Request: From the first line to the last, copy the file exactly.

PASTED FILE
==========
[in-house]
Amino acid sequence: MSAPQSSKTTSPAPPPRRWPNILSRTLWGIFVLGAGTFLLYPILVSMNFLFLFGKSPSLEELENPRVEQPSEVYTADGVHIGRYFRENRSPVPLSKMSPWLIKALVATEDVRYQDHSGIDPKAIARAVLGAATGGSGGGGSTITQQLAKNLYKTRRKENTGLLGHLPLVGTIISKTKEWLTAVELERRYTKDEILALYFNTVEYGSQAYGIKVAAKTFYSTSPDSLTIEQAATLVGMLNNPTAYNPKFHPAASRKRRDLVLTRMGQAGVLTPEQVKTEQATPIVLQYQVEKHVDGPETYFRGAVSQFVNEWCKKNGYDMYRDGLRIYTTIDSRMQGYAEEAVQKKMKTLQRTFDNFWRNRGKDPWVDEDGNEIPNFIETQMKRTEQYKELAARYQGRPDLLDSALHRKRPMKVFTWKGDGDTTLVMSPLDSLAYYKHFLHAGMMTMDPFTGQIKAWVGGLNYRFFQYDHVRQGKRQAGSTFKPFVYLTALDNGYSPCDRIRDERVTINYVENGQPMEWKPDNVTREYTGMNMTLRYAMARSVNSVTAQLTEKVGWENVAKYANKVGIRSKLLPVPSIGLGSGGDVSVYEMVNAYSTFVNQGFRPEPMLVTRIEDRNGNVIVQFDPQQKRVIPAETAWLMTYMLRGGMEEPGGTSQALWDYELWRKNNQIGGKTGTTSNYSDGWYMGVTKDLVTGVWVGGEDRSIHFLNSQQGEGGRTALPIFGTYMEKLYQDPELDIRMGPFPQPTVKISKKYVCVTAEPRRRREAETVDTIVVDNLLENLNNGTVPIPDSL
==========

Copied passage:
[in-house]
Amino acid sequence: MSAPQSSKTTSPAPPPRRWPNILSRTLWGIFVLGAGTFLLYPILVSMNFLFLFGKSPSLEELENPRVEQPSEVYTADGVHIGRYFRENRSPVPLSKMSPWLIKALVATEDVRYQDHSGIDPKAIARAVLGAATGGSGGGGSTITQQLAKNLYKTRRKENTGLLGHLPLVGTIISKTKEWLTAVELERRYTKDEILALYFNTVEYGSQAYGIKVAAKTFYSTSPDSLTIEQAATLVGMLNNPTAYNPKFHPAASRKRRDLVLTRMGQAGVLTPEQVKTEQATPIVLQYQVEKHVDGPETYFRGAVSQFVNEWCKKNGYDMYRDGLRIYTTIDSRMQGYAEEAVQKKMKTLQRTFDNFWRNRGKDPWVDEDGNEIPNFIETQMKRTEQYKELAARYQGRPDLLDSALHRKRPMKVFTWKGDGDTTLVMSPLDSLAYYKHFLHAGMMTMDPFTGQIKAWVGGLNYRFFQYDHVRQGKRQAGSTFKPFVYLTALDNGYSPCDRIRDERVTINYVENGQPMEWKPDNVTREYTGMNMTLRYAMARSVNSVTAQLTEKVGWENVAKYANKVGIRSKLLPVPSIGLGSGGDVSVYEMVNAYSTFVNQGFRPEPMLVTRIEDRNGNVIVQFDPQQKRVIPAETAWLMTYMLRGGMEEPGGTSQALWDYELWRKNNQIGGKTGTTSNYSDGWYMGVTKDLVTGVWVGGEDRSIHFLNSQQGEGGRTALPIFGTYMEKLYQDPELDIRMGPFPQPTVKISKKYVCVTAEPRRRREAETVDTIVVDNLLENLNNGTVPIPDSL